Igniting the Fire
Online magazine creates multicultural discourse
Published: Friday, January 24, 2014
Updated: Friday, January 24, 2014 00:01
In 2000, when a group of black students received death threats because of their race, eight Georgetown students decided that they needed to take action to change the campus conversation about racial issues. That year, they founded an online magazine called The Fire This Time, looking to open up a dialogue about how Hoyas deal with multiculturalism. Since its founding, the magazine has been revamped several times, most notably in 2009 after students were offended by an insensitive April Fools’ Edition of The Hoya and in 2010, when former Washington Post writer and English professor Athelia Knight taught a class through the university to help the paper. Despite the reincarnations of the magazine, its mission remains the same: to create dialogue and awareness about different backgrounds and experiences outside of just an academic setting.
Editor-in-Chief Jonathan Dromgoole (SFS ’16) believes that the staff behind the online publication has the potential to make a significant difference on campus. The staff, comprised of students from all four years and schools on campus, represents a broad array of ethnic backgrounds, all of whom contribute an important perspective to the magazine. Dromgoole himself is from Guadalajara, Mexico, and immigrated to Austin, Texas, at a young age. He believes this background has given him a unique vantage point to address the issues of race.
“I am proud to say I am racially diverse,” Dromgoole said. “As the first fashion editor to become Editor-in-Chief, I think I have a unique ability to expand the magazine’s scope.”
The writers for the magazine argue that the campus is not as racially harmonious as one might assume. Dromgoole attests that many minorities face discrimination on campus and that it is not limited to a specific group.
“Sometimes minorities on campus are misinterpreted,” Dromgoole said. “Blacks, Asians, Hispanics, even White students on campus can and have felt segregated or pushed to the side.” The magazine tries to bring this discrimination to light.
The site features a variety of different content, from music reviews and fashion to raw short stories and poetry. Their “Things that make you go hmm … ” section, modeled after The Microaggressions Project Tumblr page, addresses several facets of racial discrimination that are often ignored. Using a thought-provoking method of challenging common societal misconceptions, it asks ironically, “In a post-racist, post-sexist, post-classist world, what problems can we possibly have?! We can make Cheerios commercials starring interracial families without large protest. We can applaud women as they earn 100 cents for every dollar men earn. We can be a black male, live in New York and succumb to being ‘stopped and frisked’ only on rare occasions. We can bury the term ‘food desert,’ as all Americans have access to healthy food in their respective communities.” The Fire This Time argues that things that we are ready to accept as fact are in fact fictional. Thus, the magazine attempts to clarify the campus misconceptions about race, class and gender.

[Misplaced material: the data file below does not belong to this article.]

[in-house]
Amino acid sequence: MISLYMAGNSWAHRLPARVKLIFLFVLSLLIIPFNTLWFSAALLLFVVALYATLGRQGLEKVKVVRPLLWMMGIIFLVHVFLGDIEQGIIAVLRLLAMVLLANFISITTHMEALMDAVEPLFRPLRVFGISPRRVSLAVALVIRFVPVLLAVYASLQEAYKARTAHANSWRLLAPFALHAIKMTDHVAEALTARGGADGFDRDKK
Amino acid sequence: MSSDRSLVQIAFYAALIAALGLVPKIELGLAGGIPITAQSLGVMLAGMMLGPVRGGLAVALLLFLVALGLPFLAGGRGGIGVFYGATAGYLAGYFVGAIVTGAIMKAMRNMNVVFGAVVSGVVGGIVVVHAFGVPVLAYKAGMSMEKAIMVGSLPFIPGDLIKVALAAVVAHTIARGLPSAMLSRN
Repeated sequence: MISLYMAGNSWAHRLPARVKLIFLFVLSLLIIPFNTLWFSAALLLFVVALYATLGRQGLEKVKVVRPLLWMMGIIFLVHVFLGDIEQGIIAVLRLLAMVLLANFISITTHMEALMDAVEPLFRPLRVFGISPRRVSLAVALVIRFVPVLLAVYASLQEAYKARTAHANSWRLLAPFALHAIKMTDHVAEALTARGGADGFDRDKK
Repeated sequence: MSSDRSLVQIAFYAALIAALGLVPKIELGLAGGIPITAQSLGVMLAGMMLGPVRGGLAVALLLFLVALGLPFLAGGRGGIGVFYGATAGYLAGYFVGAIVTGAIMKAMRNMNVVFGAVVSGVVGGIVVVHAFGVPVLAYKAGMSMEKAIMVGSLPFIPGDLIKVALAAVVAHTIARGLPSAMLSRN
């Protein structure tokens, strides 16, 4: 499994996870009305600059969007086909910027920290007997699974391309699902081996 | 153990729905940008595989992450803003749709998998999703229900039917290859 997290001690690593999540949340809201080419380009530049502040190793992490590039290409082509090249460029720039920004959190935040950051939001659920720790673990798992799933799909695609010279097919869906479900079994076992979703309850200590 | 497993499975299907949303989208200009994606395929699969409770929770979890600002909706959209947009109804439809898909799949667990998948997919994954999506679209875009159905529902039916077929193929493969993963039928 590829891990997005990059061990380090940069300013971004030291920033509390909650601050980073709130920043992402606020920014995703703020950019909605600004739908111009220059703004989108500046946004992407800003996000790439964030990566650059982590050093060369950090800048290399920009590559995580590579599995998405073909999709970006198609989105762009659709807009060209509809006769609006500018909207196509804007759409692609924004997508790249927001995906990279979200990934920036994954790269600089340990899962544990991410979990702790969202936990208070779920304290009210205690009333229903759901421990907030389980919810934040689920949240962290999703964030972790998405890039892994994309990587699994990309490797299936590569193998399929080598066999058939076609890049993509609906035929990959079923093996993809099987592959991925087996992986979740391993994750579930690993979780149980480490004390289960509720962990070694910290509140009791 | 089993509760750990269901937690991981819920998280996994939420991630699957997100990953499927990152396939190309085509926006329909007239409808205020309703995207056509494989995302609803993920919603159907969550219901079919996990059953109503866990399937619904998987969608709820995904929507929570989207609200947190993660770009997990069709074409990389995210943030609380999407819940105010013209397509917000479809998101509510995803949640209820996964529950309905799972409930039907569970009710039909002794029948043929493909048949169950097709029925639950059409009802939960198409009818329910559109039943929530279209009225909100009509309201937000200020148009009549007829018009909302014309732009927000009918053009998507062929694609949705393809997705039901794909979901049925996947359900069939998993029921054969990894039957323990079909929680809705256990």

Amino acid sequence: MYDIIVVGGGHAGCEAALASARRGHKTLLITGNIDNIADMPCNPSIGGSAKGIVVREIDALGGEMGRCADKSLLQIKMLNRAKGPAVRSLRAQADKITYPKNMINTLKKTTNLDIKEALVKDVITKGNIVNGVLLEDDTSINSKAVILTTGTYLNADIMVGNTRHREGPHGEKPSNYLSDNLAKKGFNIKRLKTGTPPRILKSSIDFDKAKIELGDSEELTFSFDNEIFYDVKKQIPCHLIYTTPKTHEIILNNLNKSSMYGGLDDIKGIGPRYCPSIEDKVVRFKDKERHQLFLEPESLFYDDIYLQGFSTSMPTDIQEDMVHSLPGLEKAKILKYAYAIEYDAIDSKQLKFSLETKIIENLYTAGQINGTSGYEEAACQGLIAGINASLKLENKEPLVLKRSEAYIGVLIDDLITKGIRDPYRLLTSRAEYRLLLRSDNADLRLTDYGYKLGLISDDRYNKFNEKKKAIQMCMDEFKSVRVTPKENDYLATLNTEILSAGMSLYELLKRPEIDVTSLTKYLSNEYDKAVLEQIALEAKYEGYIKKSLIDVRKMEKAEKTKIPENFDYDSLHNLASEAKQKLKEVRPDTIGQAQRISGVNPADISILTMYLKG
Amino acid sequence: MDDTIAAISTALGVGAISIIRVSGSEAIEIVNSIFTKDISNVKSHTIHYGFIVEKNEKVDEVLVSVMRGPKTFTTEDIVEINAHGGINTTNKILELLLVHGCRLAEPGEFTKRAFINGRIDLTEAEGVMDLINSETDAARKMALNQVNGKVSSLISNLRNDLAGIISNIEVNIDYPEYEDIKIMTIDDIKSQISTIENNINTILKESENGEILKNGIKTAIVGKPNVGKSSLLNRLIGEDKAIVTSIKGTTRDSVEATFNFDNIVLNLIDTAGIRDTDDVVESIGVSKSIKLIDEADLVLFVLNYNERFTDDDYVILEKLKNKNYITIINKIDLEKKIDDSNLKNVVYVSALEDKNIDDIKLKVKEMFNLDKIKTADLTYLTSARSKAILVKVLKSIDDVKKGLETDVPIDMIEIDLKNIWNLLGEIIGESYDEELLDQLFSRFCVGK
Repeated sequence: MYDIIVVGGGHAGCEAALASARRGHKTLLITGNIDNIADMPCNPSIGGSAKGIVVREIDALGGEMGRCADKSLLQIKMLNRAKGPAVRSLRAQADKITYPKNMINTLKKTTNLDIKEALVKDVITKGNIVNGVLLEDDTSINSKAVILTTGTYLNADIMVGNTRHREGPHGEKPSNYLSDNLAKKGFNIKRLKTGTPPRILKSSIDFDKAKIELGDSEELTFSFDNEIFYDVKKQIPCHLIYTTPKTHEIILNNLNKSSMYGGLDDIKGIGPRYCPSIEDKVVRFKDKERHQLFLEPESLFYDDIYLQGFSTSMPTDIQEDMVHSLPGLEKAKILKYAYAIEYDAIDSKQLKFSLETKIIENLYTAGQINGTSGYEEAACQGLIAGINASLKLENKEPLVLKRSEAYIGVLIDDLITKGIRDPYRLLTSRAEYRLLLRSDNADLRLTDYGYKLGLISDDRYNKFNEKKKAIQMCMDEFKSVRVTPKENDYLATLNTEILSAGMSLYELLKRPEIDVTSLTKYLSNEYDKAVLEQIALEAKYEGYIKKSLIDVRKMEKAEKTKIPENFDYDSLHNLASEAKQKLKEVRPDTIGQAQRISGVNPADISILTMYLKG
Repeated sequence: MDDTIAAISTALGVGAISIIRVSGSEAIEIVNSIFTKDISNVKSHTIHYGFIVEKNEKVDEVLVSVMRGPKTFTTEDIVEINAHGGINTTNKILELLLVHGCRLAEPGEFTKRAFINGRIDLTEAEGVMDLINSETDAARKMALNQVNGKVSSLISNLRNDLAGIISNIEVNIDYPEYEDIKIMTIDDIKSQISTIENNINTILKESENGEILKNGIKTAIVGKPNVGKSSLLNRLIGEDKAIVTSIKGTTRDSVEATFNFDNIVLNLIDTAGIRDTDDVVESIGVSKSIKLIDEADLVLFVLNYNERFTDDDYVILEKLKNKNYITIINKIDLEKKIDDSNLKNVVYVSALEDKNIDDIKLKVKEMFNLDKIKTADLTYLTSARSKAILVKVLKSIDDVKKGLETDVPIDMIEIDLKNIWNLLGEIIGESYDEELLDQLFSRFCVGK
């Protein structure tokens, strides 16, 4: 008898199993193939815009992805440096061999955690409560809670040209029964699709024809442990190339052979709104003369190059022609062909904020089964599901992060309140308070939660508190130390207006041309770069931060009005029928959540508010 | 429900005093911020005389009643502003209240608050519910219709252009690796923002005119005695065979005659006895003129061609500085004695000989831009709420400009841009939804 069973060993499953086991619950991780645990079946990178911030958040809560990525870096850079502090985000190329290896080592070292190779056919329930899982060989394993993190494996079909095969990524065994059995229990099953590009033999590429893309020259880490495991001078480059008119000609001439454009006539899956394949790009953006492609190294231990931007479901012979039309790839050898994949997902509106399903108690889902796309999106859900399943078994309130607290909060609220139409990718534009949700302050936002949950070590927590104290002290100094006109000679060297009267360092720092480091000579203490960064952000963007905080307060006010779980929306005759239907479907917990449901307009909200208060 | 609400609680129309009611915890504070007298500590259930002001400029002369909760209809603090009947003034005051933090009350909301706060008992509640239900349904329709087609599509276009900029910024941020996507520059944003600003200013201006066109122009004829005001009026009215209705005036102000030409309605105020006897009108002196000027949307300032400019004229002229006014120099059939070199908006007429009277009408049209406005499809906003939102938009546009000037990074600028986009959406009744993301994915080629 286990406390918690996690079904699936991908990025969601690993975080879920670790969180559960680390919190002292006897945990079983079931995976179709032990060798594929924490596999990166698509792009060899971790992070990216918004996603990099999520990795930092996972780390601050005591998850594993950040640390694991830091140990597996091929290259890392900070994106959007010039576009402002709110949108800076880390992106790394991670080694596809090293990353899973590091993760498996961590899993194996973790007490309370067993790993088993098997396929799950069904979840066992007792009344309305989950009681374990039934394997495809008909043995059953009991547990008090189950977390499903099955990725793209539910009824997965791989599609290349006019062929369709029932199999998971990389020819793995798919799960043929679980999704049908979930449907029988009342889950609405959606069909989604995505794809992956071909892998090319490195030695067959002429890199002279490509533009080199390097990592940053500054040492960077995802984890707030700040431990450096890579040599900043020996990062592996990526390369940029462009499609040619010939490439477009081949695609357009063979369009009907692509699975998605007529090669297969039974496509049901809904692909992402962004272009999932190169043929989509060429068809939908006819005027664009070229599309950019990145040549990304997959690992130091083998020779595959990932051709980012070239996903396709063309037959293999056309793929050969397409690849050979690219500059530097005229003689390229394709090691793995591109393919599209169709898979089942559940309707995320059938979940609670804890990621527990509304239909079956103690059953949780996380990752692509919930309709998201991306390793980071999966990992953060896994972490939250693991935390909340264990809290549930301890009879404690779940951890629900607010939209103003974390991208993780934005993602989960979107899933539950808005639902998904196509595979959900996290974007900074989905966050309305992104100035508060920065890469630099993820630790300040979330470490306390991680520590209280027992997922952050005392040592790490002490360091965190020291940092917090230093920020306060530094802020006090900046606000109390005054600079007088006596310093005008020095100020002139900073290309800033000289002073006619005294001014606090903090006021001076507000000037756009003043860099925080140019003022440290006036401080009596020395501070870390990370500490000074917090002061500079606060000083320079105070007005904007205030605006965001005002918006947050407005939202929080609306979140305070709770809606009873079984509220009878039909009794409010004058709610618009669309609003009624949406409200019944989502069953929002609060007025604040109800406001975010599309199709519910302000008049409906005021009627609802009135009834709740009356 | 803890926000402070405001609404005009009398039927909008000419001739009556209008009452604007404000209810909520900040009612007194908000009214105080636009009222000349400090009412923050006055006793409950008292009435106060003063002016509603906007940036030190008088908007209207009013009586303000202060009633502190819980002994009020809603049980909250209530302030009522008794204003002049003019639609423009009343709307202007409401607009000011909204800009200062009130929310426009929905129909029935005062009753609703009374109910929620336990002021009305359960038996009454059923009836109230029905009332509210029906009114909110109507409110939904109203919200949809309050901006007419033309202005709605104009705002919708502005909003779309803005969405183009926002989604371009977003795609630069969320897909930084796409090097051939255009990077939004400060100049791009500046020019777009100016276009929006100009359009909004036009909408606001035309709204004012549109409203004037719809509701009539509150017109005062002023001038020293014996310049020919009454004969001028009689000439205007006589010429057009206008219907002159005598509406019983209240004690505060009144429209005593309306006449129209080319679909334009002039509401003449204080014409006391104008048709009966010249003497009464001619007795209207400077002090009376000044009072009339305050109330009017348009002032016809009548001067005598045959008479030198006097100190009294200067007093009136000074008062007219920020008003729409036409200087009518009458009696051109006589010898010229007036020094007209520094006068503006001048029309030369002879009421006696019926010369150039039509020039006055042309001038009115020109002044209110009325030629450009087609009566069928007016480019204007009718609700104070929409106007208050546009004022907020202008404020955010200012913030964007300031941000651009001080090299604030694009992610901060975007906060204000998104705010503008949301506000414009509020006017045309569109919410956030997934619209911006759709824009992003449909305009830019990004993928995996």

The Fire This Time is published online with content either written by the staff or submitted by readers. They also use Facebook, Twitter and social events like their semester launch parties to engage their readership. However, despite having many platforms to reach readers, the magazine has struggled to remain relevant.
“In an age where news is almost instantly available online and through social media, it is difficult for students to actively engage,” Dromgoole said. He believes the solution is to focus on what makes The Fire This Time unique and to keep content memorable.
Ultimately, one has to question how much of an impact these articles can have. Will people really change their feelings about race because of something they read? The Fire This Time thinks that the most change may come through introspection by its readers. They use features such as the “Question of the Week” to invite readers to think critically about questions like “when was the last time you shared a meal with someone from a different cultural background than yourself?”
“This contemplation may sustain true dialogue and awareness concerning our different background and experiences,” Dromgoole said.
Dromgoole believes the challenges the publication faces are far from insurmountable. Building a readership is a common problem for other campus publications, and remaining relevant in the age of social media is a challenge being faced by publications the world over. Dromgoole is ready to take on the challenge.